Even without KC, almost any action in the game could find some benefit from Scheme in the right engine. I could spend all day listing them, but I’ve just highlighted a few particularly interesting or powerful uses.

  • Conspirator: Normally, the correct way to play Scheme is to top-deck your other actions. In a Scheme/Conspirator deck you want to put back 2 Schemes every turn. This guarantees that every Conspirator you play is activated, and basically lets you buy $4 Grand Markets.
  • Outpost – Scheme/Outpost needs a third card to work, but Scheme effectively neutralizes the typical drawback of Outpost by ensuring your 3 card hand has what you need in it.  Menagerie and Scrying Pool are particularly outstanding candidates.
  • Hunting Parties – Hunting Parties let you set up some really fast combos that can reliably get a Province per turn, until, of course you don’t draw a Hunting Party. Then your deck with a single gold and a ton of green can’t do much of anything. And since you really only need one silver in your deck, there is no lost opportunity cost for picking up a scheme when you fail to hit $5. Scheme turns the already reliable and fast Hunting Party stack into a true juggernaut nearly immune to greening.
  • Remake – open Remake/Scheme and trim your deck super fast while still building up economy by consistently turning Estates into Silvers. Then as you transition into an engine, you already have a Scheme to help smooth it out.
  • Double Tactician – These kinds of decks, when properly set up can do some amazing things and lead to extremely fast games. But if you fail to draw a Tactician to play, you can easily find yourself playing catch up. Scheme will thoughtfully place that old Tactician right back on top for you to keep it going.
  • Golem: Golem/Scheme/X, once set up, will, with high probability, allow you to play the same turn every game.  Replace X with a killer attack and this is a good substitute for the abusive KC combos described above.  Alternatively, Golem/Scheme/Counting House is a major improvement on just Golem/Counting House.
  • Scrying Pool: This card’s only weakness in an Action-heavy deck is that you might not  play it every turn.  Scheme solves that problem, and Scrying Pool returns the favor by drawing the Scheme back into hand.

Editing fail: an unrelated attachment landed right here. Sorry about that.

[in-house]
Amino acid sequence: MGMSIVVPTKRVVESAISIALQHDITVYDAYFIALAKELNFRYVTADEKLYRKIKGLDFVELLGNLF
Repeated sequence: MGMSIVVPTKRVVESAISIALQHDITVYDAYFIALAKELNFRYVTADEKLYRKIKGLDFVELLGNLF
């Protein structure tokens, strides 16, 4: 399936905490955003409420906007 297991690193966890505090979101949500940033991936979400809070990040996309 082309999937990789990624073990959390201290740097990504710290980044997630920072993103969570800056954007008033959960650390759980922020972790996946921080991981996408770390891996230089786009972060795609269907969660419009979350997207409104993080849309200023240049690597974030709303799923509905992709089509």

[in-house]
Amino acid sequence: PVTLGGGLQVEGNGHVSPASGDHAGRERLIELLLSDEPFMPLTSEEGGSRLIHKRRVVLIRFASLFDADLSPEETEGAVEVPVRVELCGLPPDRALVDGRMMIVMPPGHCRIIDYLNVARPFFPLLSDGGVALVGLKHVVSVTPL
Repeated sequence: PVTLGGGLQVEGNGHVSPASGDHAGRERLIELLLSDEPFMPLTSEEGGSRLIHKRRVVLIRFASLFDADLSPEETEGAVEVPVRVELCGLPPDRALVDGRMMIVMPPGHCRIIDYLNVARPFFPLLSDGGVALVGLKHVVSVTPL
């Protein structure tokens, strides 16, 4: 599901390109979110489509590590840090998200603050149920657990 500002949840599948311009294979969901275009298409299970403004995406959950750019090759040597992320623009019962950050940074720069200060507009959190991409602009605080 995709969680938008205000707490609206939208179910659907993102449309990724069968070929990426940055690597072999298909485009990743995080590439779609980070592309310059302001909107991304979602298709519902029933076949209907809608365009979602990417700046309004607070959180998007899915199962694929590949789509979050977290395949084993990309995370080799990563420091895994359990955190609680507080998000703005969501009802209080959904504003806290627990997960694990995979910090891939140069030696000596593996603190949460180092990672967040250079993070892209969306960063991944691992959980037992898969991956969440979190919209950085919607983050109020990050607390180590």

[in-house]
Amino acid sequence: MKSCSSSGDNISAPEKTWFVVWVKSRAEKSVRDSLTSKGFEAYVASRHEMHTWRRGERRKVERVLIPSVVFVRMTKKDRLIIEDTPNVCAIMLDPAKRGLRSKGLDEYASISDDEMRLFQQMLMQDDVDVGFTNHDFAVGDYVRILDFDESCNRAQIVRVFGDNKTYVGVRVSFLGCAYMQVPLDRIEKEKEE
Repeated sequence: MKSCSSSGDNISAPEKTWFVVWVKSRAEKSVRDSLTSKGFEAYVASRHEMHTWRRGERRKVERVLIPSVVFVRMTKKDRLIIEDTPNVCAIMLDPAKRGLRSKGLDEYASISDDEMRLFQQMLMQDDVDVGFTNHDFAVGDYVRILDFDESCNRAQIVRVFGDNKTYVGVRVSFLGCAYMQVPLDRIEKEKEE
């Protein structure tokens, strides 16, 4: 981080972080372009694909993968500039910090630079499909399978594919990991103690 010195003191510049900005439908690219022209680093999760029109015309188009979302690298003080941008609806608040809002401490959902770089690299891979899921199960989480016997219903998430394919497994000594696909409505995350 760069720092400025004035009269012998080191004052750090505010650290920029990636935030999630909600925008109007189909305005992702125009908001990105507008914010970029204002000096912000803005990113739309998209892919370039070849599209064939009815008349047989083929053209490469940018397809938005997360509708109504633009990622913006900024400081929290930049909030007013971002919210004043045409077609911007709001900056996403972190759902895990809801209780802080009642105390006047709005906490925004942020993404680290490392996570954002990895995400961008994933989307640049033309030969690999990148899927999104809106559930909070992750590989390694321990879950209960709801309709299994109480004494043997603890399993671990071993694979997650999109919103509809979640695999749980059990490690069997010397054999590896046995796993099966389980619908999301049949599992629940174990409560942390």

• Monument: Want free VP every turn?
  • Herbalist: Even the lowly Herbalist gets some use, because the Herbalist returns Treasure and the Scheme returns Actions.  Pair the two up: Gold/Remodel, Alchemist/Potion.
  • Trading Post: Trading Post is a uniquely nice early game trasher that benefits strongly from Scheme.  Ordinarily Trading Post drops precipitously in efficacy past the first few turns of the game, but Scheme can keep it relevant through the midgame.  And as you transition into another engine, the Schemes can be switched over to, say, Laboratories.

When Not to Buy

Scheme isn’t a card you always want to buy. It’s typically a great addition to any engine and can potentially boost a Big Money deck but there are some specific times when you might want to avoid them.

The one true counter: There is one card which absolutely destroys Scheme. I am referring of course to Minion. Not only does it force you discard the nice things you top-decked, but because you are discarding your good cards, the pool you have to draw your new 4 card hand is weaker. Double Ouch.

Discard attacks: While not enough to completely forgo scheme, discard attacks do discourage it a little. First, you don’t want to top-deck too many cards because you’ll just have to ditch them. This is in particular bad for KC/KC/Scheme/Scheme/X combos.  Second, you might want to hold on to Schemes when you get hit, but the blind draw on them could mean you end up discarding a better card from hand than what you draw, which creates a bit of a dilemma.

Already reliable engines: As I said before, Scheme sacrifices power for reliability. But when you have an already reliable engine, and particularly when you have engine components at the same price point, you can probably forgo Schemes altogether. Something like Wharf/Fishing Village is a good example.

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12 Responses to Hinterlands: Scheme

  1. chris says:

    Many Schemed attacks are quite powerful and nasty even without KC perpetual scheme; especially since many of them also fall into the category of terminals that will conflict with themselves if you just buy two of them, *and* most attacks are also more expensive than Scheme. Militia/Scheme and Sea Hag/Scheme are openings to watch out for — I bet you won’t forget the first time they are deployed against you. Young Witch/Scheme, too. More expensive attacks like Witch, Mountebank, Torturer, Margrave, Goons, and Familiar are also quite nasty when Schemed, and the ability to play the attack more often for only $3 can be very big. It’s true that Scheme/X is sometimes inferior to X/X in terms of how many Xs you will get to play per reshuffle, but it’s also quite often cheaper, which means you can deploy it faster.

    Also, with certain attacks like Margrave, Militia, and Goons, playing it on consecutive turns is more powerful than chaining it with villages, if you could do either.